Declaration of Human Rights and the United Nations

Declaration of Human Rights and the United Nations

The Declaration of Human Rights and the Founding of the UN

 

World War II ended in September 1945 with the surrender of Japan. At the end of the war, 75 million people were dead, mostly civilians. As the world tried to grasp the scope of the Holocaust, as well as the massacres of Chinese in the Far East, the global community came together and declared that such atrocities much never occur again. They decided that the responsible parties must be held accountable and international organizations created to protect humanity. These assertions led to the creation of three very significant developments: the creation of the United Nations, the passage of the Universal Declaration of Human Rights, and widespread international war crimes trials in Europe and the Pacific. All of these measures were undertaken to promote international justice for the victims of World War II, to protect future humanity, and to establish the precedent that individual people, regardless of their status, must be held responsible for their actions in wartime.

 

Learning Objectives

  • Analyze and assess the measures undertaken after World War II to protect humanity and plan for global peace.

 

Key Terms / Key Concepts

Human rights: basic rights to safety, food, and certain freedoms issued to individual human beings at birth by virtue of being born human

Universal Declaration of Human Rights: a declaration adopted by the United Nations General Assembly in 1948, the first global expression of what many believe are the rights to which all human beings are inherently entitled

United Nations: organization tasked with the purpose of designing international law, monitoring international crises, human rights, and international peace

 

Rise of the United Nations

 

The United Nations (UN) is an international organization whose stated aims are facilitating cooperation in international law, international security, economic development, social progress, human rights, and achievement of world peace. The UN was founded in 1945 after World War II to replace the League of Nations, stop wars between countries, and provide a platform for dialogue. It contains multiple subsidiary organizations to carry out its missions.

 

Creation of the UN

 

The earliest concrete plan for a new world organization was begun under the U.S. State Department in 1939. Franklin D. Roosevelt first coined the term “United Nations” as a term to describe the Allied countries. The term was first officially used on January 1, 1942, when 26 governments signed the Atlantic Charter, pledging to continue the war effort.

On April 25, 1945, the UN Conference on International Organization began in San Francisco, attended by 50 governments and a number of non-governmental organizations involved in drafting the United Nations Charter. The UN officially came into existence on October 24, 1945.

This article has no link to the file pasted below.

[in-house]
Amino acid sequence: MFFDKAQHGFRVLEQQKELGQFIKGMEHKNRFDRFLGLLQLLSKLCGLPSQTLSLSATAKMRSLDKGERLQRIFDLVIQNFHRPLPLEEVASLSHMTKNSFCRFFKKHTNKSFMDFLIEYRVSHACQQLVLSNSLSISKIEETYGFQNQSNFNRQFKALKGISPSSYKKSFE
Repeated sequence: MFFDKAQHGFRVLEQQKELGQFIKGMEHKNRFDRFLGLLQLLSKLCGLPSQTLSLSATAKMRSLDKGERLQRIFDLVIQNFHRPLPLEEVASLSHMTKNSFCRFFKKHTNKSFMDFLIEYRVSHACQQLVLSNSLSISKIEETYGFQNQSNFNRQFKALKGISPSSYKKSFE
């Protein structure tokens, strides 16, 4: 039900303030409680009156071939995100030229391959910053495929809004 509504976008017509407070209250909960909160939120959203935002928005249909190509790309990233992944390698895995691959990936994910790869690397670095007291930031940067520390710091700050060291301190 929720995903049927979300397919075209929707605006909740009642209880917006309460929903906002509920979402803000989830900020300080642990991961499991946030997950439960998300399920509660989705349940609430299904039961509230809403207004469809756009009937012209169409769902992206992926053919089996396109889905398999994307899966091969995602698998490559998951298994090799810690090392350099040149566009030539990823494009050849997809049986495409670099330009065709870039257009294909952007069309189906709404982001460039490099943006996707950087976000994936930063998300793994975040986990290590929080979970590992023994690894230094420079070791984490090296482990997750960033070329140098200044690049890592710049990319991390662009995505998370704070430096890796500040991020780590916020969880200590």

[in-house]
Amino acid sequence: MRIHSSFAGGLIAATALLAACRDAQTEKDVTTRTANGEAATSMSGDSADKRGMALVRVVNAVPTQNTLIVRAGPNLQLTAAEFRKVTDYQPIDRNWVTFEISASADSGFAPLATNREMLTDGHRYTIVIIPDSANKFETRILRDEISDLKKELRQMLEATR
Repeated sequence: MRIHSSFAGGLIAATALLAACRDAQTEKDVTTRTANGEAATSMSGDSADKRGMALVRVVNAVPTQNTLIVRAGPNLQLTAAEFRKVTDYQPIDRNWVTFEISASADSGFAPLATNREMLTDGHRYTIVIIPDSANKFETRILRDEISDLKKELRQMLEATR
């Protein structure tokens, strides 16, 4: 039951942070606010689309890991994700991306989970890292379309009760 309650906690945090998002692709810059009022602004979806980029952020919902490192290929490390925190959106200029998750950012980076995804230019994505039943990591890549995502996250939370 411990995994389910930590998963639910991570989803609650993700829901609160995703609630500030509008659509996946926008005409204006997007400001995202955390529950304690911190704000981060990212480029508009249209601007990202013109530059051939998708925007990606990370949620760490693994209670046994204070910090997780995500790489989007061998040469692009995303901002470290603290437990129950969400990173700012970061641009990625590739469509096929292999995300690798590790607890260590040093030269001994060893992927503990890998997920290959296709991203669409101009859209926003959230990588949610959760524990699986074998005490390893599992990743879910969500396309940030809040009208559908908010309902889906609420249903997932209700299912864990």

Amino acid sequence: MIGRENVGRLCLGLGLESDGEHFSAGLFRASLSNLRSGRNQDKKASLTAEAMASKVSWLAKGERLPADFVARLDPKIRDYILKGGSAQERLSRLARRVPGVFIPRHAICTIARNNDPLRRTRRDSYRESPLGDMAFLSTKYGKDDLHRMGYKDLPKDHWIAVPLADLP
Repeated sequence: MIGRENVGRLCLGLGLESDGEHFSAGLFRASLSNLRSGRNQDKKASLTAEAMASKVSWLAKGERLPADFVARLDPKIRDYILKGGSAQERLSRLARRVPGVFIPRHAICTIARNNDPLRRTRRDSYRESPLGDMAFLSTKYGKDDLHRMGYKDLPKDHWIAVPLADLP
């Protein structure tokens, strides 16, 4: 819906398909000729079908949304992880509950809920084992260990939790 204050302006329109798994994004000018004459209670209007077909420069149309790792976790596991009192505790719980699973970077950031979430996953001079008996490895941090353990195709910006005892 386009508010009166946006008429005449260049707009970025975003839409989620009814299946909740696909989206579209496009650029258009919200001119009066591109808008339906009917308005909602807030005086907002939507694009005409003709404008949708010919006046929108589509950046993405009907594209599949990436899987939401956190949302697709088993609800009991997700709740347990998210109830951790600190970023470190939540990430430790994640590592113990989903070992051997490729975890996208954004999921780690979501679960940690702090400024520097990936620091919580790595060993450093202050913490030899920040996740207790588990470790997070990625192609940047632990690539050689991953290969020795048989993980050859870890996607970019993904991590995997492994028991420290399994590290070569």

Map
Map of UN Member Nations.

 

The Universal Declaration of Human Rights

 

The Universal Declaration of Human Rights (UDHR) is a declaration that was adopted by the United Nations General Assembly on December 10, 1948 at the Palais de Chaillot, Paris. Importantly, the UDHR recognized that all human beings, regardless of age, ethnicity, class, religion, or any other category are individual human beings and entitled to certain individual rights. Although this concept seems elementary, it was first put into effect in 1948, three years after the end of World War II. Prior to its creation, there existed no document, no law, that universally recognized, or gave rights to human beings in terms of individuals. Moreover, the UDHR was the first document to speak of these individual rights in terms of human rights—rights given to an individual at birth by virtue of the fact they were born human.

The UDHR was framed by members of the Human Rights Commission, with Eleanor Roosevelt as Chair, who began to discuss an International Bill of Rights in 1947. The members of the Commission did not immediately agree on the form of such a bill of rights and whether or how it should be enforced.

 

Photo
Eleanor Roosevelt with the Spanish language version of the Universal Declaration of Human Rights.

 

 

The UDHR urges member nations to promote a number of human, civil, economic, and social rights, asserting these rights are part of the “foundation of freedom, justice, and peace in the world.” It recognizes, “the inherent dignity and of the equal and inalienable rights of all members of the human family is the foundation of freedom, justice, and peace in the world.”

The Declaration consists of 30 articles that, although not legally binding, have been elaborated in subsequent international treaties, economic transfers, regional human rights instruments, national constitutions, and other laws. The International Bill of Human Rights consists of the Universal Declaration of Human Rights, the International Covenant on Economic, Social, and Cultural Rights, and the International Covenant on Civil and Political Rights and its two Optional Protocols. In 1966, the General Assembly adopted the two detailed Covenants, which complete the International Bill of Human Rights. In 1976, after the Covenants had been ratified by a sufficient number of individual nations, the Bill became international law.

Even though it is not legally binding, the Declaration has been adopted in or has influenced most national constitutions since 1948. It has also served as the foundation for a growing number of national laws, international laws, and treaties, as well as regional, subnational, and national institutions protecting and promoting human rights.

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